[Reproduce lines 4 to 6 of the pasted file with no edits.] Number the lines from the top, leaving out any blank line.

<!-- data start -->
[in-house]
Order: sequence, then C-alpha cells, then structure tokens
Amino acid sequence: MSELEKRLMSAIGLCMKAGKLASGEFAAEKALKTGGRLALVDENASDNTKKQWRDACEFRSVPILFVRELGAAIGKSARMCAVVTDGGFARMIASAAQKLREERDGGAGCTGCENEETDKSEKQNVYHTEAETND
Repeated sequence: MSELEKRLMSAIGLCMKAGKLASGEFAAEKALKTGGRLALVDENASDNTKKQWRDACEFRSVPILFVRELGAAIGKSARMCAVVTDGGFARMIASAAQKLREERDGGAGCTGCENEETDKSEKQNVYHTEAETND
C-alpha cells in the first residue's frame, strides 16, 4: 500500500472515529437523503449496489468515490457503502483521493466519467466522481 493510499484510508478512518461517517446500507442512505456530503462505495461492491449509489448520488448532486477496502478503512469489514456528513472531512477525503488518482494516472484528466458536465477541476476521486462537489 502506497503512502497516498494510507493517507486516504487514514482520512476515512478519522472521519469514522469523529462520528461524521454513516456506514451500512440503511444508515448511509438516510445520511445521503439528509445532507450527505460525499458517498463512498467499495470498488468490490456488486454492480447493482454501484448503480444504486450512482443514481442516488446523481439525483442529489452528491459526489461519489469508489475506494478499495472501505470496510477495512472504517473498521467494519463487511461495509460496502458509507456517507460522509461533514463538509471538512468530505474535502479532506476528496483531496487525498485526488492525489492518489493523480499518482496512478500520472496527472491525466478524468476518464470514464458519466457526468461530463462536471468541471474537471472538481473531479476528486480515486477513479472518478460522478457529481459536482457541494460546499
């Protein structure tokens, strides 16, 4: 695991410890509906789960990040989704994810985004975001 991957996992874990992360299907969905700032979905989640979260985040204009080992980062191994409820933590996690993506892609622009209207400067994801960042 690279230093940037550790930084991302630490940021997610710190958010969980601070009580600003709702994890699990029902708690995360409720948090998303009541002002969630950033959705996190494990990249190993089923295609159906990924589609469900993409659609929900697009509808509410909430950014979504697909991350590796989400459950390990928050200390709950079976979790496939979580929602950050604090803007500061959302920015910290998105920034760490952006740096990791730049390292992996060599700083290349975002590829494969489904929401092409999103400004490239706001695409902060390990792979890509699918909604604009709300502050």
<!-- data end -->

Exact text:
Repeated sequence: MSELEKRLMSAIGLCMKAGKLASGEFAAEKALKTGGRLALVDENASDNTKKQWRDACEFRSVPILFVRELGAAIGKSARMCAVVTDGGFARMIASAAQKLREERDGGAGCTGCENEETDKSEKQNVYHTEAETND
C-alpha cells in the first residue's frame, strides 16, 4: 500500500472515529437523503449496489468515490457503502483521493466519467466522481 493510499484510508478512518461517517446500507442512505456530503462505495461492491449509489448520488448532486477496502478503512469489514456528513472531512477525503488518482494516472484528466458536465477541476476521486462537489 502506497503512502497516498494510507493517507486516504487514514482520512476515512478519522472521519469514522469523529462520528461524521454513516456506514451500512440503511444508515448511509438516510445520511445521503439528509445532507450527505460525499458517498463512498467499495470498488468490490456488486454492480447493482454501484448503480444504486450512482443514481442516488446523481439525483442529489452528491459526489461519489469508489475506494478499495472501505470496510477495512472504517473498521467494519463487511461495509460496502458509507456517507460522509461533514463538509471538512468530505474535502479532506476528496483531496487525498485526488492525489492518489493523480499518482496512478500520472496527472491525466478524468476518464470514464458519466457526468461530463462536471468541471474537471472538481473531479476528486480515486477513479472518478460522478457529481459536482457541494460546499
């Protein structure tokens, strides 16, 4: 695991410890509906789960990040989704994810985004975001 991957996992874990992360299907969905700032979905989640979260985040204009080992980062191994409820933590996690993506892609622009209207400067994801960042 690279230093940037550790930084991302630490940021997610710190958010969980601070009580600003709702994890699990029902708690995360409720948090998303009541002002969630950033959705996190494990990249190993089923295609159906990924589609469900993409659609929900697009509808509410909430950014979504697909991350590796989400459950390990928050200390709950079976979790496939979580929602950050604090803007500061959302920015910290998105920034760490952006740096990791730049390292992996060599700083290349975002590829494969489904929401092409999103400004490239706001695409902060390990792979890509699918909604604009709300502050």